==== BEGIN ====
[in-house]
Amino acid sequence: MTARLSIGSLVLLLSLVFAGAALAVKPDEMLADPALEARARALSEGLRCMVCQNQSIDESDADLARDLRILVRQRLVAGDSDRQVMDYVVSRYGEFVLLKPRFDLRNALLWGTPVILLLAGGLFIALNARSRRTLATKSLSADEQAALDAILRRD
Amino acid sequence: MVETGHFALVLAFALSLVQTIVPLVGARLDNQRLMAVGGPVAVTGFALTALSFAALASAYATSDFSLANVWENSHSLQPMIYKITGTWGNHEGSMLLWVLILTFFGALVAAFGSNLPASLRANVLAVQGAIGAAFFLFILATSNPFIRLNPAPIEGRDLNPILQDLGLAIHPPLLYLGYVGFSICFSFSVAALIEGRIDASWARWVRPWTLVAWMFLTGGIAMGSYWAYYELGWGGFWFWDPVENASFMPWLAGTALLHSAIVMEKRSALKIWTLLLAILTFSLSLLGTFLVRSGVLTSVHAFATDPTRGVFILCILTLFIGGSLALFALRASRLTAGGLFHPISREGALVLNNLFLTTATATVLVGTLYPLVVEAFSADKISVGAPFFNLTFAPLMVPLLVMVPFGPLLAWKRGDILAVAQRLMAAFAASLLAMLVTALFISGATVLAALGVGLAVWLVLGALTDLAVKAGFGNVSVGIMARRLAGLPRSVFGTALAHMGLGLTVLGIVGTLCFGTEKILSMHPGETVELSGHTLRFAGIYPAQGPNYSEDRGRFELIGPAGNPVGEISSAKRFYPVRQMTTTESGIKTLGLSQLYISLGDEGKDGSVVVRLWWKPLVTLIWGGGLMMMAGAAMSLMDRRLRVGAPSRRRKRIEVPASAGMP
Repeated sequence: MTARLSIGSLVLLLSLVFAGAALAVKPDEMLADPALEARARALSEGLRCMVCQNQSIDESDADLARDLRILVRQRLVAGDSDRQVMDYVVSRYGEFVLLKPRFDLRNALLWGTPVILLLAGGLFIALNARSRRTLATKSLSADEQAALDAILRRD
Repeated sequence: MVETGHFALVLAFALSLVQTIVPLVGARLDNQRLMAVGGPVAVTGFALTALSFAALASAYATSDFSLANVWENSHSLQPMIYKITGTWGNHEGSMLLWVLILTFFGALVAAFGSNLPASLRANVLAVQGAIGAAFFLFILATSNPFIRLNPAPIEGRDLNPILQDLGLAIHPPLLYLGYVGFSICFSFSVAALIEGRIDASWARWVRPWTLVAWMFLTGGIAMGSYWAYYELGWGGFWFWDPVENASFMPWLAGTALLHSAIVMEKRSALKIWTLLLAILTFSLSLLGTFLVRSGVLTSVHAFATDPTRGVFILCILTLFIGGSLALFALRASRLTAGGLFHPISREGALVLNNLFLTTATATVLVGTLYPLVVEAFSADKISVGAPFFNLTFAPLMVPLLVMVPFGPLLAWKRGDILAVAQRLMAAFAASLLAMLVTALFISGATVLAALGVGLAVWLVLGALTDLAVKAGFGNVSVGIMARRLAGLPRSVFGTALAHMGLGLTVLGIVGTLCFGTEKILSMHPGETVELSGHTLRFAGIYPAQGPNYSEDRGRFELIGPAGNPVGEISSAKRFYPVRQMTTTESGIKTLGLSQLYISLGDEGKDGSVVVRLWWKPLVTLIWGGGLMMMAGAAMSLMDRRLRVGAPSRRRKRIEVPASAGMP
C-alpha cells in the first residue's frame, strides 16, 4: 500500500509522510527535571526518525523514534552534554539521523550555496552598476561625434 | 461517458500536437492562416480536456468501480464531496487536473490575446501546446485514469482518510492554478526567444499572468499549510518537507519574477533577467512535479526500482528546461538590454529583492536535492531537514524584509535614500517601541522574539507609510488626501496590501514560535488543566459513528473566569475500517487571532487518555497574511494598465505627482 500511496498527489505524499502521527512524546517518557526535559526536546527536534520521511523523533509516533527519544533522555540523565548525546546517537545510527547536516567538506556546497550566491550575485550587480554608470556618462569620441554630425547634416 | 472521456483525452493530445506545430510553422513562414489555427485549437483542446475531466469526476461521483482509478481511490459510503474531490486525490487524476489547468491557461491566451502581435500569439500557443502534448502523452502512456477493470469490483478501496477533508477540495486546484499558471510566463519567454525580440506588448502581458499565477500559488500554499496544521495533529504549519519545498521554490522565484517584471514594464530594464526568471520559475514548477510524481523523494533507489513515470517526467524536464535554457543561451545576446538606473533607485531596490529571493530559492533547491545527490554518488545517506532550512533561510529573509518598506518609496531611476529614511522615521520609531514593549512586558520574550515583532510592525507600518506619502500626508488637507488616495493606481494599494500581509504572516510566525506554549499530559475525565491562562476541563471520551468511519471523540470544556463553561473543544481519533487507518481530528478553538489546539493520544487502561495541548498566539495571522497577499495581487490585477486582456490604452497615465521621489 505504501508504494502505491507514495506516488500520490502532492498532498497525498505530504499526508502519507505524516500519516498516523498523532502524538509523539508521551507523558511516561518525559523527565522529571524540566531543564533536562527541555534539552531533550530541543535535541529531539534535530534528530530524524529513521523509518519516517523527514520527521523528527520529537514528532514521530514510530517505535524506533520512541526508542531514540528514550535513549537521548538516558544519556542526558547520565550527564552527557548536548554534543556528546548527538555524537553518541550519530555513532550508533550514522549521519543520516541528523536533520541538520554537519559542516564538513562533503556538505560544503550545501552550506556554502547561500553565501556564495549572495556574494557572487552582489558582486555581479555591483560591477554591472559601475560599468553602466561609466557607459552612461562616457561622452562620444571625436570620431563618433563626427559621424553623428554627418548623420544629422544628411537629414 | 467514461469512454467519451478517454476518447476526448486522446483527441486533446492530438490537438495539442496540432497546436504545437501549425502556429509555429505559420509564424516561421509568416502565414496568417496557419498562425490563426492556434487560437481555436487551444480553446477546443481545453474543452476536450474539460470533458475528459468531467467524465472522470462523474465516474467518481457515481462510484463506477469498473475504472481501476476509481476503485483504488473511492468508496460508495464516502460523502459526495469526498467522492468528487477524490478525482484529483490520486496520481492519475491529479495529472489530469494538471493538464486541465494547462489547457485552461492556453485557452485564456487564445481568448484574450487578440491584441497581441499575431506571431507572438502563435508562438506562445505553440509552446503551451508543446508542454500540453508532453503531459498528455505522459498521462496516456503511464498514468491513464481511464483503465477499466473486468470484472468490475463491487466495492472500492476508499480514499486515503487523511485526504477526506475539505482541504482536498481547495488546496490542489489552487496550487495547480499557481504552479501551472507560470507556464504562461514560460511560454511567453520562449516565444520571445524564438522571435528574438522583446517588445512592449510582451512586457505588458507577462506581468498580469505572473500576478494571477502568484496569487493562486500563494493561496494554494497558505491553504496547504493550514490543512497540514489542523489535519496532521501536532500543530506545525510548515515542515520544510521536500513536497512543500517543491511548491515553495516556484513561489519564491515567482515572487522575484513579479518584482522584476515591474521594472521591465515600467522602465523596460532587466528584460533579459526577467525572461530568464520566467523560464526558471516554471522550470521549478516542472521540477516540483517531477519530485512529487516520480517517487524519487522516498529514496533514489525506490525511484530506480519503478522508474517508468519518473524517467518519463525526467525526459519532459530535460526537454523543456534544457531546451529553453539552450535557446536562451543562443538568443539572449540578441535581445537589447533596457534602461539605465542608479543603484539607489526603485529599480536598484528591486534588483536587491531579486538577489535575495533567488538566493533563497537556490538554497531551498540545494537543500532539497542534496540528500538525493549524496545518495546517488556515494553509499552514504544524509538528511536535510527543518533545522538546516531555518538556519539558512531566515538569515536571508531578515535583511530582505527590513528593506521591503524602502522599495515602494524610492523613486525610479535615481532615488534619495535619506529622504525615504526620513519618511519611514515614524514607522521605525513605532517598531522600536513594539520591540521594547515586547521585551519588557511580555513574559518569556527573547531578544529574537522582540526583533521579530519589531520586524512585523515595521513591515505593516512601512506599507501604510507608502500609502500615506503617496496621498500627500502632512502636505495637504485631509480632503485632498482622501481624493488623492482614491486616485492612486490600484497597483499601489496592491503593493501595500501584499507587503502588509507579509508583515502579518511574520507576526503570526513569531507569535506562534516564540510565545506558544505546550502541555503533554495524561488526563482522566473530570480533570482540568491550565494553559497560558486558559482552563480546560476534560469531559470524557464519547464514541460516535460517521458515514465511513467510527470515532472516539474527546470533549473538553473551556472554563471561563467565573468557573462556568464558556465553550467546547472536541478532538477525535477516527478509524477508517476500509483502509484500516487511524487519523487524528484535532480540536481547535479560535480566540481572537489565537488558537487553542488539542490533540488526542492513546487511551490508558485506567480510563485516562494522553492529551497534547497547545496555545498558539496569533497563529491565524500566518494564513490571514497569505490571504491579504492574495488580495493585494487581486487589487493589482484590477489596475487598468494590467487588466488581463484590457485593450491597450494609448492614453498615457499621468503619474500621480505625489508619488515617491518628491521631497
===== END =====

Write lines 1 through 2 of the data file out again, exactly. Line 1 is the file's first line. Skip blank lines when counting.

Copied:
[in-house]
Amino acid sequence: MTARLSIGSLVLLLSLVFAGAALAVKPDEMLADPALEARARALSEGLRCMVCQNQSIDESDADLARDLRILVRQRLVAGDSDRQVMDYVVSRYGEFVLLKPRFDLRNALLWGTPVILLLAGGLFIALNARSRRTLATKSLSADEQAALDAILRRD